The more Apple owns across the iPhone and silicon development, the more efficiencies it can create.
Apple’s silicon team is, for example, obsessed with energy efficiency, but never at the expense of responsiveness.
“How we treat silicon when it’s asleep, when your device is not active. We don’t want the battery to drain when you’re not using it. We call this low leakage; when you’re not using it, you’re not using it,” said Srouji. But Srouji’s silicon doesn’t put the iPhone in some kind of deep sleep. If you lift the iPhone, it wakes up instantly.
It’s not just the iPhone. Srouji’s team designed the silicon inside the Apple Watch Series 3 where, according to Schiller, the silicon team is “talking in square millimeters, like ‘How many square millimeters can I save on power?’” They managed to gain new efficiencies despite adding LTE and doubling the number of cores. Part of the solution was the new, more energy efficient W2 Wi-Fi and Bluetooth chip (the watch, according to Apple, still promises 18 hours of battery life).
The AI brain inside the brain
The attention to silicon detail also lets Apple micro-manage fresh SOC features like the Neural Engine.
This intriguing bit of innovation may be the most interesting A11 Bionic bit of all. It’s artificial intelligence on a mobile CPU, a part of the chip that thinks differently than everything else.
The creation of a Neural Engine is, of course, also connected, in part, to the silicon team’s never-ending quest for greater system efficiency.
“When you look at applications and software, there are certain algorithms that are better off using a functional programming model,” said Srouji.
This includes the iPhone X’s new face tracking and Face ID, as well as the augmented-reality-related object detection. All of them use neural networks, machine learning or deep learning (which is part of machine learning). This kind of neural processing could run on a CPU, or preferably, a GPU. “But for these neural networking kinds of programming models, implementing custom silicon that’s targeted for that application, that will perform the exact same tasks, is much more energy efficient than a graphics engine,” said Srouji.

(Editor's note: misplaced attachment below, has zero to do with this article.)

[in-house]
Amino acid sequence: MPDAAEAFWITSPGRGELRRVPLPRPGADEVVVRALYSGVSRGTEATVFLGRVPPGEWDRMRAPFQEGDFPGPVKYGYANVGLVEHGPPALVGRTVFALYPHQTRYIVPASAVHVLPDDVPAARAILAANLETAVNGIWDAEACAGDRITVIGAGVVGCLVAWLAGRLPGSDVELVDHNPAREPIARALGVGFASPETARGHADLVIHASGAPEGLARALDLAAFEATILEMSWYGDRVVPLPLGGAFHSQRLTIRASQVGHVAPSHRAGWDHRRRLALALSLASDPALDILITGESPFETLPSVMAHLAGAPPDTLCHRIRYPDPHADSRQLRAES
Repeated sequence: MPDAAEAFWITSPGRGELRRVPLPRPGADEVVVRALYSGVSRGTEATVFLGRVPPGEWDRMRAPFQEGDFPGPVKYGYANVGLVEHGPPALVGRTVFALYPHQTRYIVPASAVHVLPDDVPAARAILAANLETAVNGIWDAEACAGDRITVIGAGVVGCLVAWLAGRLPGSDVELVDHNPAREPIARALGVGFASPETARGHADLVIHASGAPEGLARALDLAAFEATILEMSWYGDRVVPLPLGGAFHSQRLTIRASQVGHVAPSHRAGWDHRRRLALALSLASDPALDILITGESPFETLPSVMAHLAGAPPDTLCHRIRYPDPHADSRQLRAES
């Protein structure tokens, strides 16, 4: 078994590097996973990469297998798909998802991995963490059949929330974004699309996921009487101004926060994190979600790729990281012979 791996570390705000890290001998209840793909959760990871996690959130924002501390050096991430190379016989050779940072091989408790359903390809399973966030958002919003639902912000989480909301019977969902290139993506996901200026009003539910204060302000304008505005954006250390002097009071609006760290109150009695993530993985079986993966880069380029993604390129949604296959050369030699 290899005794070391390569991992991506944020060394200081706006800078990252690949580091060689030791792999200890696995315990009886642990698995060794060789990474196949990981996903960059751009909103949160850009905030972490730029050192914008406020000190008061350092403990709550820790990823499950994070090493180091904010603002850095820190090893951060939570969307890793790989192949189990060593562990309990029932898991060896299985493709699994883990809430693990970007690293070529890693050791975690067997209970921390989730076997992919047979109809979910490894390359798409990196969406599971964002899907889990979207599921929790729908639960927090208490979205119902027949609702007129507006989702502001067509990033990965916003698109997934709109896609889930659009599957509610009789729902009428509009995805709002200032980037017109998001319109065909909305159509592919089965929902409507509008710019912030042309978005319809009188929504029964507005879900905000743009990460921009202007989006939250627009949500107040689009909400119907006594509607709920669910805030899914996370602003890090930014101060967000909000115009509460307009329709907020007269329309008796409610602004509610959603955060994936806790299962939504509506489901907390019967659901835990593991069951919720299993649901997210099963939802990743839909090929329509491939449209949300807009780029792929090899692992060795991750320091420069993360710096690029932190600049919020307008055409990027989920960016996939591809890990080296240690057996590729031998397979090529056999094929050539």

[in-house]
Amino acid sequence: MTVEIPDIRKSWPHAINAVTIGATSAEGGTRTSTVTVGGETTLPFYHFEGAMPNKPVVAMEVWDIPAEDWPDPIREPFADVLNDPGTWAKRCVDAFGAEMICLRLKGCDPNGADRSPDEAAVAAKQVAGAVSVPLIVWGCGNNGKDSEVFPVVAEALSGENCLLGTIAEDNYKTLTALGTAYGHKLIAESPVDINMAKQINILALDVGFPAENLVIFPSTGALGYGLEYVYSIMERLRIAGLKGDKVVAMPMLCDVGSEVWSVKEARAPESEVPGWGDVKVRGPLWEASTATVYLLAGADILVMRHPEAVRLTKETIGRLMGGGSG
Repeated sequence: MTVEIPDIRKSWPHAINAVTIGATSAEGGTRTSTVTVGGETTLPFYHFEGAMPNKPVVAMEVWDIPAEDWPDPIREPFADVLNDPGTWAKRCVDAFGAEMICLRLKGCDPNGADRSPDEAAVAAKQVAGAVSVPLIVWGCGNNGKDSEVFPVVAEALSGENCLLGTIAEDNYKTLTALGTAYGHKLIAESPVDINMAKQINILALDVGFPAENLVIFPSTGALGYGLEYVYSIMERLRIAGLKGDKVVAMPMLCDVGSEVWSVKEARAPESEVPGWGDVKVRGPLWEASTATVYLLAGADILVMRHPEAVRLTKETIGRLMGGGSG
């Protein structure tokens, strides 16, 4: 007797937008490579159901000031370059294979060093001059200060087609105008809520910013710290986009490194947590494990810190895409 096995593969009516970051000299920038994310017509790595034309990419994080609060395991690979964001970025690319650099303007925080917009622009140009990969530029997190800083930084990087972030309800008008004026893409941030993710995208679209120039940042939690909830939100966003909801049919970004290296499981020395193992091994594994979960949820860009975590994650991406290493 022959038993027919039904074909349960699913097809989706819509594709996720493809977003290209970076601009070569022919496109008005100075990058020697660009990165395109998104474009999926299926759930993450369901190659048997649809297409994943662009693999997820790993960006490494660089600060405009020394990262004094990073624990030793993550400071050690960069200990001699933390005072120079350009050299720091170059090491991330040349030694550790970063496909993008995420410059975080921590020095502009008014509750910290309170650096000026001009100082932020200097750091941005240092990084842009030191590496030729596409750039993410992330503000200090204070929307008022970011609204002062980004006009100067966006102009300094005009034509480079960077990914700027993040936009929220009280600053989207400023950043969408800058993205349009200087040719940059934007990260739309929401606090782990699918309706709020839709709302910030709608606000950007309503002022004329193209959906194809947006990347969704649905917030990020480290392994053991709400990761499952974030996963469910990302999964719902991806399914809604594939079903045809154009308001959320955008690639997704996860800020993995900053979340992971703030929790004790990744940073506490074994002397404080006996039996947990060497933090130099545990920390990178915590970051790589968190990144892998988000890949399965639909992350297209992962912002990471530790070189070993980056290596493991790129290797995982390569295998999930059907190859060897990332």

The secret sauce of a Neural Engine, what makes it different from other parts of the A11 Bionic, is its ability to handle matrix multiplications and floating-point processing.
Apple is not, however, opening this neural brain to everyone.
“The Neural Engine is there for a specific set of tasks, not general purpose,” said Schiller. One such task is the face tracking used in the engaging and adorable animojis.
Developers can, however, tap into the engine in a tangential way through any facial recognition work they do with Apple’s augmented reality toolbox, ARKit.
There are other things the A11 Bionic controls that Apple doesn’t often talk about, including the storage controller that includes custom error-correcting code (ECC) algorithms. “When the user buys the device, the endurance and performance of our storage is going to be consistent across the product,” Srouji told me.
It’s also home to the digital signal processor, which is responsible for audio quality. “That’s an area we work really hard at,” said Schiller, adding, “I have friends who are extreme audiophiles who love testing the cleanliness of the audio signal out for these digital ports.”
Over the course of a decade, Apple’s made remarkable progress in silicon, going from a 65-nanometer process to, now, 10, and from roughly 100 million transistors to 4.31 billion.
Even Sjouri marvels at the feat. “Doing this year over year and pushing complexity to the limit…I believe we have a world-class team.”
I asked Sjouri if Apple is considering the next generation of silicon (or non-silicon-based) solutions.
“We’re thinking ahead, I’ll tell you that, and I don’t think we’ll be limited,” and then he added, almost as a post-script, “It’s getting harder.”